We’ve all heard the horror stories, from the minor traffic accident that turns into a major brouhaha to the sporting event where someone wearing apparel from a rival team is physically assaulted by home-team fans. These stories make the news because they are both sensational and, most of the time, completely avoidable with a little preparation.
We spend a good deal of time talking about training for dealing with the violent criminal who is bent on making a planned attack. We may not spend nearly enough time working out ways to deal with those who exhibit irrational behavior. For our purposes, let’s define irrational behavior as exhibiting anger and/or aggression in situations that simply do not warrant it. While not everyone has been the victim of a planned criminal attack, I suspect everyone reading this can remember a situation where someone around them “just lost it.”
It might be a minor vehicle accident. It could also be a family argument, dispute with neighbors, a work-place episode or the casual contact with a total stranger. Some years ago, it was in vogue to refer to it as “going postal.” Regardless, such situations can turn deadly before we know it.
Such bizarre behavior may certainly be drug- or alcohol-induced. It might be that the person has just had a bad day and is in an emotional overload. Or it could be a sign of mental illness. For the armed citizen, it really doesn’t matter what is causing the conduct. What is important to know is that this aggressive behavior could easily and quickly escalate and become absolutely dangerous behavior.
The key, of course, is to get away from it as quickly as possible. When that is not possible, however, the smart move is to do whatever possible to calm the situation. After some 30 years of wearing a badge, I can tell you it is rare that one can calm an angry person by getting angry in return. Nor do I think you will have much luck by laughing at or ridiculing this individual. Those responses nearly always only make matters worse.
In my home state, our concealed-carry licensing training requires the discussion of methods of conflict resolution. This method is a part of a concept called Transactional Analysis. It suggests that all of us, regardless of age and gender, function in one of three stages, Parent, Child and Adult.
The Parent state is one of attempting to display authority. It is the way our parents dealt with us when we misbehaved. Or when you get caught sneaking that new gun into the house and your good spouse loses it. “I told you that our budget was tight, but you snuck out and bought that new gun anyway,” he or she screams angrily. In this case, the spouse is attempting to force you into a subservient role, where you will do what you are told, like a good little boy or girl.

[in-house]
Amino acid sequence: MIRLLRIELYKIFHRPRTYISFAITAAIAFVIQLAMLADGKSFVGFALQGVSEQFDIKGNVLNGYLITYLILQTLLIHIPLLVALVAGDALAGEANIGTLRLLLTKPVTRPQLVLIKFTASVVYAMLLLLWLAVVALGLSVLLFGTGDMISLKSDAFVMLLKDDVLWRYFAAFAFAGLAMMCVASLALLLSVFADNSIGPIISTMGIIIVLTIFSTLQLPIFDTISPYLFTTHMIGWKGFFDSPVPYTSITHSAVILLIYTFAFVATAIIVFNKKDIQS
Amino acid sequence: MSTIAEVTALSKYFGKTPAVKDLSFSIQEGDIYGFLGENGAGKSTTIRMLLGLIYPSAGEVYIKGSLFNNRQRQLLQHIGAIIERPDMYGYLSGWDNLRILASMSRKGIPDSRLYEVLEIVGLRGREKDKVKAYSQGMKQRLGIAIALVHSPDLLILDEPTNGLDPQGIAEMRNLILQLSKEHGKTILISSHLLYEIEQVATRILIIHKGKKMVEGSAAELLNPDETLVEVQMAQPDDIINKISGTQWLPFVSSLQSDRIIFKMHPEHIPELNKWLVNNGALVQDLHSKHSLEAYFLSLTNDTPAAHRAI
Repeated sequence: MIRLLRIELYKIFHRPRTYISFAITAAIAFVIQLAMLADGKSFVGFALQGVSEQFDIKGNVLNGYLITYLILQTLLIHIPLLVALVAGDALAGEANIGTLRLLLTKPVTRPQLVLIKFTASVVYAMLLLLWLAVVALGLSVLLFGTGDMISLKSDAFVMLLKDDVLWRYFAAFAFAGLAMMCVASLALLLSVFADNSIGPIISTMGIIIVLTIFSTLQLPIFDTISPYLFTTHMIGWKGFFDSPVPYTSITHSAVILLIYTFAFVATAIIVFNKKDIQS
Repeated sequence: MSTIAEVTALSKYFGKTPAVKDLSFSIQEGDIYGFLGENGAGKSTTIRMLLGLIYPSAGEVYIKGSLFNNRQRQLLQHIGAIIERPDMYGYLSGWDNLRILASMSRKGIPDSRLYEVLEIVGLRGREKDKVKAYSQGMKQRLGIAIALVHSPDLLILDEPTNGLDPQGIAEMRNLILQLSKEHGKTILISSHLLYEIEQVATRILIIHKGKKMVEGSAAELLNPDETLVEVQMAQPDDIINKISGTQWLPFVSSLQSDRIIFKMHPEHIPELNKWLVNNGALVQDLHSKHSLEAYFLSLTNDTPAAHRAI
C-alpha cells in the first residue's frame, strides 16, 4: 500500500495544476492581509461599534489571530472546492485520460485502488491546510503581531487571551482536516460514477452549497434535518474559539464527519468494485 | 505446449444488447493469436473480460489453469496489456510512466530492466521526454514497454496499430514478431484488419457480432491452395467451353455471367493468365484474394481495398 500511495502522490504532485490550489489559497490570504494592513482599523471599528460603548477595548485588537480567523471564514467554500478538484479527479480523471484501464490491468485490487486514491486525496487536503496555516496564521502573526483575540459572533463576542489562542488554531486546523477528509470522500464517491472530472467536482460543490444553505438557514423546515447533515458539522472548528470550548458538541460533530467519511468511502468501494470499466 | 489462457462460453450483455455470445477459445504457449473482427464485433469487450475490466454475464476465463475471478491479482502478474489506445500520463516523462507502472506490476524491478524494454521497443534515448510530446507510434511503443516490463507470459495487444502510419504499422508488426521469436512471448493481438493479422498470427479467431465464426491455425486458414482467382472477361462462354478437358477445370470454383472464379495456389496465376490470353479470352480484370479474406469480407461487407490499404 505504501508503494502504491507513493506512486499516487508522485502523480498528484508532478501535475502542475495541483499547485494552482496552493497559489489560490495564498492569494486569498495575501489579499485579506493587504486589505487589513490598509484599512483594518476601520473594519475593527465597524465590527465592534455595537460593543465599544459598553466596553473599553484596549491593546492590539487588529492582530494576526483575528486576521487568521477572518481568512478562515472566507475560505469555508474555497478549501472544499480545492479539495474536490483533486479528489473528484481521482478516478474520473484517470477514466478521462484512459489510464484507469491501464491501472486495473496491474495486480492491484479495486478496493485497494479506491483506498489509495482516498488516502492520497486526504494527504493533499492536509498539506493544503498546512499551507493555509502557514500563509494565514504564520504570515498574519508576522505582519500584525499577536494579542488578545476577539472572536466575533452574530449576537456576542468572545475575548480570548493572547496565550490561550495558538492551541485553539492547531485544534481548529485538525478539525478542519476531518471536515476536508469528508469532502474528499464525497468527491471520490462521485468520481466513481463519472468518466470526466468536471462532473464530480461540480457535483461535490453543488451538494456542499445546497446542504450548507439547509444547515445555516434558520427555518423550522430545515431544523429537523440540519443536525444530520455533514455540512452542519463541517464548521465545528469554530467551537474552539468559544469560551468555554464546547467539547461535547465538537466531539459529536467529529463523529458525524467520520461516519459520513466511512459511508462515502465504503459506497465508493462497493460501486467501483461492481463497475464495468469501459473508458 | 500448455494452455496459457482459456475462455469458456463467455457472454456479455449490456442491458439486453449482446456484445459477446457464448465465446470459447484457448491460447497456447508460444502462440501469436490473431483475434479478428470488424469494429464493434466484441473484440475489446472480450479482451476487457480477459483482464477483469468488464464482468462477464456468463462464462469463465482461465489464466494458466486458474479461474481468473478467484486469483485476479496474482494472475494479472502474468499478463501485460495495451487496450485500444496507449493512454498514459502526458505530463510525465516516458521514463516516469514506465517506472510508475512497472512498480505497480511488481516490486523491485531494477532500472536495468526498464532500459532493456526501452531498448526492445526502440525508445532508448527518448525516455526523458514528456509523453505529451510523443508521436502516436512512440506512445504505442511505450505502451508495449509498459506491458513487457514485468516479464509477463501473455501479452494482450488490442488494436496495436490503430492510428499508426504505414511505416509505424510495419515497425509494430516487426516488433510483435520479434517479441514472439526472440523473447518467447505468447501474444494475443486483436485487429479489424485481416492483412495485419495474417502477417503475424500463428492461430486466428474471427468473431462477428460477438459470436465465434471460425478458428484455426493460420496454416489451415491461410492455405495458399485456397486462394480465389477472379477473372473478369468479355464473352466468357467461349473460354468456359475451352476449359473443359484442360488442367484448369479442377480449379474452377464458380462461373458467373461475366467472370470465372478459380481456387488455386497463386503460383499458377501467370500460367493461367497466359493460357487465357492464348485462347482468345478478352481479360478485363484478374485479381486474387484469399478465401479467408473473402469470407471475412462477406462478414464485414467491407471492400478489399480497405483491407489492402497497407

The Child state is one of child-like tantrums. People tend to function in the Child state when they can’t get their way, or things aren’t going their way. This is usually the case when a road-rage episode occurs or they get overly upset over a traffic accident. It is also the case with our friend who is caught with the new gun—“You never let me buy a new gun! You always say it’s for bills or other stupid stuff!”
The Adult state is one where we try to resolve the problem through reasonable discussion, and is exemplified by calm behavior. Using our gun-buying illustration, the two would sit down beforehand and discuss alternatives to manage the budget so the gun purchase is possible. It would also be exemplified by possibly accepting the fact that a new gun purchase is simply not possible this month, and we might need to consider buying a used firearm or starting a separate savings account to afford such a purchase in the future.
Back to dealing with the possible danger of irrational behavior, our only real hope of resolving the conflict is to try to calm the situation in an adult manner. That is, we talk quietly and reasonably with the person who is upset. “Look, I really hate that this accident occurred and I have good insurance that will get your car fixed up.” Or, “Let’s go sit down with a cup of coffee and see what we can do to make things right.”
While you should appear outwardly calm, it does not mean that you are ignoring the fact that things could quickly go bad. You are still observing this person closely and are prepared to take defensive action if the situation goes south. Frankly, it does not always work, but it works to de-escalate the situation far more often than when you blow your top, too. That’s another way of saying that if you are not part of the solution, then you are part of the problem.
One should be alert for irrational behavior. If matters can be resolved, they will be because you provide the calming effect that de-escalates the situation. If things don’t calm down, be ready to get away from the potential threat. And never forget that you might have to use defensive techniques should your exit be blocked. Stay aware, stay prepared, but most of all, stay calm.